So flame on. This 2017 bottle of Machete is from a Milk Run, and I’ve got a couple more for days ahead. Tonight is a work night and crazy one at that so less notes from me this time. I’ve offered Machete tasting notes in the past (just run a quick search or filter for Petite Sirah) and you can be damn sure I’ll do so again too.
Sirah and Petite Sirah always have a special place in my heart, and the 2016 Stanton is one of the reasons why. Yes I’m unquestionably a fan of California Cab and big grapes in particular, and when I drift on the outskirts of this amazing territory it’s the Sirah or red blend that often grabs my attention. Only 286 cases of this wine were produced by the Stanton team, and if you’re able to put your hands on this wine, you’re pleased.
This bottle I opened after a redeye flight from San Diego to Raleigh (back-breaking stopover in ORD) when I was probably working on 1.5 to 2.0hrs of sleep. I was tired but trying to push on through…and I’m pleased to report this 2016 cushioned the landing. It’s a gem and packs a massive, nuanced wallop that is belied by the simple label / production notes. Dave Phinney was quietly involved in this production, and those of you reading Notes with any kind of regularity know my appreciation for his gifts. Phinney has produced not only the Prisoner but also the Locations wines that are often-noted within this blog.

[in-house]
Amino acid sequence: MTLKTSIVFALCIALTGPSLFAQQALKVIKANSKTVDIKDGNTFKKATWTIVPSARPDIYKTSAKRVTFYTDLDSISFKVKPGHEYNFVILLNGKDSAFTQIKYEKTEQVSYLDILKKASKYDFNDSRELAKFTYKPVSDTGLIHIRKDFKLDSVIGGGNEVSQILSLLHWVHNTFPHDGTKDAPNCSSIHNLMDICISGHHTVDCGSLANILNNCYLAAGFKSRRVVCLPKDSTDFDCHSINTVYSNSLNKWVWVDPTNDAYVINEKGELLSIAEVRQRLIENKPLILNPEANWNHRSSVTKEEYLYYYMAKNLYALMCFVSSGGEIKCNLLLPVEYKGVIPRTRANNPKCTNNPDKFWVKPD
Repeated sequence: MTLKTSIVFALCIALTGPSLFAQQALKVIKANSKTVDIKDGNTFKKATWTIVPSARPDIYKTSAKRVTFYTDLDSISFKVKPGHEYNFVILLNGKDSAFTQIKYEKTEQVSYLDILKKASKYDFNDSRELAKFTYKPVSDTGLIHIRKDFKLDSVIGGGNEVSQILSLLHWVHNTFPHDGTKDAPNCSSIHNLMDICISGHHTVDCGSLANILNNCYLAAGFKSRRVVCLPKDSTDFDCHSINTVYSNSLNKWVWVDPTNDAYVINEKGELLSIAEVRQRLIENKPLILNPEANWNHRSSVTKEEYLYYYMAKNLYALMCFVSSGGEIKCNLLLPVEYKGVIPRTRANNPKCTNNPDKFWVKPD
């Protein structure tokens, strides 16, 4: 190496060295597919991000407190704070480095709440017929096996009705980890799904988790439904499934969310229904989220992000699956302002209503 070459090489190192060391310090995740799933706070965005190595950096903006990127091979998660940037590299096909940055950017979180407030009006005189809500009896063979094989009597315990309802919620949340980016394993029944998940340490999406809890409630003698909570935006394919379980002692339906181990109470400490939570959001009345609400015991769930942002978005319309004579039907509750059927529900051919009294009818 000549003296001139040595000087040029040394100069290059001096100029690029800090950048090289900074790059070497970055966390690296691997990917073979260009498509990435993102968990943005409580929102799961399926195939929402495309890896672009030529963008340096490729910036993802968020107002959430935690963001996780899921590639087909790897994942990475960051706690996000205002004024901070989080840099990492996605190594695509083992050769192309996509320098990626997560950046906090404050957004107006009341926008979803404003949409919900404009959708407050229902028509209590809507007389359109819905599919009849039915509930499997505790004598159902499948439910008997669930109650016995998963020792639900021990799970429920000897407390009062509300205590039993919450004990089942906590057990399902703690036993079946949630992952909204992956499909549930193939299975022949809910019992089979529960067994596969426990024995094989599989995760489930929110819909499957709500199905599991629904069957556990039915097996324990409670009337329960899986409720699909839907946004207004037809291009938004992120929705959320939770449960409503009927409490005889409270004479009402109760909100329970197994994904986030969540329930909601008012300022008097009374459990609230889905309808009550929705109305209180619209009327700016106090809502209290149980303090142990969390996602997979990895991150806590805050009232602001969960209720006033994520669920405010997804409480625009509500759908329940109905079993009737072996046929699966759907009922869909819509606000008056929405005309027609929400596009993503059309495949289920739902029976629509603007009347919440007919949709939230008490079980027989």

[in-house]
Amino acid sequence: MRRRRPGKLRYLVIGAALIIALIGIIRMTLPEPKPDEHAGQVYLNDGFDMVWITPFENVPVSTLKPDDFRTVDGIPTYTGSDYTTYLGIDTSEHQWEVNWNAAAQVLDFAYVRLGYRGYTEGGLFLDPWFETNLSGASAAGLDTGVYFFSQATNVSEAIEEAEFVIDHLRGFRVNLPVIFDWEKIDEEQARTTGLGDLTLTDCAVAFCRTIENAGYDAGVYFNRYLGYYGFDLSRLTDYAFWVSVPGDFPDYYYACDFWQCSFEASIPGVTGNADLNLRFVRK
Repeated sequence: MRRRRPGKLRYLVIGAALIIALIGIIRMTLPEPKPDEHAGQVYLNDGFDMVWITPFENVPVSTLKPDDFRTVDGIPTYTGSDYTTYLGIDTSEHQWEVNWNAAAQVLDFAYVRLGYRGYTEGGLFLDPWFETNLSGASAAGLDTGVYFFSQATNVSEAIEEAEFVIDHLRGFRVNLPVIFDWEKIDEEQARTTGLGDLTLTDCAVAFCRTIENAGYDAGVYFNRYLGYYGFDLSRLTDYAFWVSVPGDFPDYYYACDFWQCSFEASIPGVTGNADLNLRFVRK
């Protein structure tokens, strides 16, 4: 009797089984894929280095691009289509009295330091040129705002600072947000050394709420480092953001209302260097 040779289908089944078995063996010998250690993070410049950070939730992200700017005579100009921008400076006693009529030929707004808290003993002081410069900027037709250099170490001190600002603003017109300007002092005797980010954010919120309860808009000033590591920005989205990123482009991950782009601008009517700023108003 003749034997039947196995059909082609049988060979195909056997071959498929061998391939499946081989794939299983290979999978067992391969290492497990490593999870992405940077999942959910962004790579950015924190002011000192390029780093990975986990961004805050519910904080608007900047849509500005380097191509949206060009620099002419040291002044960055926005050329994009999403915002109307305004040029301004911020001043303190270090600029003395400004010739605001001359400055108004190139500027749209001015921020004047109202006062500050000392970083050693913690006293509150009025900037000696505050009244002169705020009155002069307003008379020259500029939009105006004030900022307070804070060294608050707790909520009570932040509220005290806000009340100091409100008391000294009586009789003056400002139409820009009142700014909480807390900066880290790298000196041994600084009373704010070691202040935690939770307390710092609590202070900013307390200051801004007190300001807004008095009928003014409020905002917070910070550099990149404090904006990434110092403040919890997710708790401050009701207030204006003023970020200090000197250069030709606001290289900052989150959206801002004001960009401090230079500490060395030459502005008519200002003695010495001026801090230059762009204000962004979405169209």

Earlier this day I tried a Merlot but had to shed its taste lest it corrupt the (Stanton) wine I had ready for the rest of the evening. The Merlot I could not finish but the Stanton enticed me ever forward. Said Doug Stanton, winemaker, “There remains a small but dedicated group of growers and wineries who remain steadfast in their appreciation of Petite Sirah.”
Could not agree more. This wine of inky violet has a nose with spice and coffee, and it is CRAZY aromatic. The wine packs in dark fruit flavors (e.g., blackberry, blueberry) and I’m ready for more. But mostly trying to fend off massive fatigue. Miss you all, fans, and hope you’re sampling early and often.
This gallery contains 12 photos.
Machete. The start of my spiral down into Orin Swift wines…the wine I still count as responsible for my descent into Dave Phinney’s genius, and still appreciate Jamie for sharing with me (indirectly) and George (directly) for my first sample. Um, my wallet says “thanks” fellas!
This is a shared wine, and that always makes for better grapes. This 2016 bottle of Machete came to me as part of a Milk Run, and I have high hopes for the next such release–now that we’ve hit the fall it must be coming soon, yes? Anyways, let’s talk about the here and now.
This 2016 Machete accompanied oven-broiled, pan-seared steaks (pulled just at the right time), roasted Brussel sprouts, and a baked potato. We thought the wine delicious, a shared experience of blackberry and dark fruits. The Machete is a compelling beverage, beckoning you on to more even if you’re not usually an aficionado of red wine.
And that was the case here. I love the Machete not only for its funky pop culture street cred, but also for its robust blackberry and minerality. It’s not mountain fruit, to be sure, but has hallmarks that you’ll appreciate if you gravitate in any way toward the Napa Mountains.
I’m thankful to have another 3 of these in the racks today. The 2016 Machete is a powerful, inky bomb that you’ll love. I know I do, and this one will stick with me for some time.